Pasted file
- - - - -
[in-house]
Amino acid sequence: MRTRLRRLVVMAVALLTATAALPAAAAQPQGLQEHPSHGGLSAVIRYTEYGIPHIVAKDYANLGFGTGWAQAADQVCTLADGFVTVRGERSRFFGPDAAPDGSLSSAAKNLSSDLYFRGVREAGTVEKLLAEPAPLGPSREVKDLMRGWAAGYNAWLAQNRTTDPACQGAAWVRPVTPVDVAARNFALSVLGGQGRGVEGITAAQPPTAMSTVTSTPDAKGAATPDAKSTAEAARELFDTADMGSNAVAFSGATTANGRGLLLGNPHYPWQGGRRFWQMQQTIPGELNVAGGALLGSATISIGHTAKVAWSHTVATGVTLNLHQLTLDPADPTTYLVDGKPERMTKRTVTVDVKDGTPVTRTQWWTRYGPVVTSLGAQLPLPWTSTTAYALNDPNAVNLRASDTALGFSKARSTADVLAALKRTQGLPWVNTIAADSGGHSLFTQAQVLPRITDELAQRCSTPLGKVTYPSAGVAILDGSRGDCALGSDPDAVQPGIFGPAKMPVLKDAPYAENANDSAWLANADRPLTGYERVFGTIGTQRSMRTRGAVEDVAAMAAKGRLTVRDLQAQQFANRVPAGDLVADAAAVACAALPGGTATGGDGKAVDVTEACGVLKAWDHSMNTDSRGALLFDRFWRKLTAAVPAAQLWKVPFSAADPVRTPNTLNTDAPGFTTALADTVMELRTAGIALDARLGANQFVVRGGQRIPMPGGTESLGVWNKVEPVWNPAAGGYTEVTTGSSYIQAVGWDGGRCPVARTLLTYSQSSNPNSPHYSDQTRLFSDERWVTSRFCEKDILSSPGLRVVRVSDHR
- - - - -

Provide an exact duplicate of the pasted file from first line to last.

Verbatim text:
[in-house]
Amino acid sequence: MRTRLRRLVVMAVALLTATAALPAAAAQPQGLQEHPSHGGLSAVIRYTEYGIPHIVAKDYANLGFGTGWAQAADQVCTLADGFVTVRGERSRFFGPDAAPDGSLSSAAKNLSSDLYFRGVREAGTVEKLLAEPAPLGPSREVKDLMRGWAAGYNAWLAQNRTTDPACQGAAWVRPVTPVDVAARNFALSVLGGQGRGVEGITAAQPPTAMSTVTSTPDAKGAATPDAKSTAEAARELFDTADMGSNAVAFSGATTANGRGLLLGNPHYPWQGGRRFWQMQQTIPGELNVAGGALLGSATISIGHTAKVAWSHTVATGVTLNLHQLTLDPADPTTYLVDGKPERMTKRTVTVDVKDGTPVTRTQWWTRYGPVVTSLGAQLPLPWTSTTAYALNDPNAVNLRASDTALGFSKARSTADVLAALKRTQGLPWVNTIAADSGGHSLFTQAQVLPRITDELAQRCSTPLGKVTYPSAGVAILDGSRGDCALGSDPDAVQPGIFGPAKMPVLKDAPYAENANDSAWLANADRPLTGYERVFGTIGTQRSMRTRGAVEDVAAMAAKGRLTVRDLQAQQFANRVPAGDLVADAAAVACAALPGGTATGGDGKAVDVTEACGVLKAWDHSMNTDSRGALLFDRFWRKLTAAVPAAQLWKVPFSAADPVRTPNTLNTDAPGFTTALADTVMELRTAGIALDARLGANQFVVRGGQRIPMPGGTESLGVWNKVEPVWNPAAGGYTEVTTGSSYIQAVGWDGGRCPVARTLLTYSQSSNPNSPHYSDQTRLFSDERWVTSRFCEKDILSSPGLRVVRVSDHR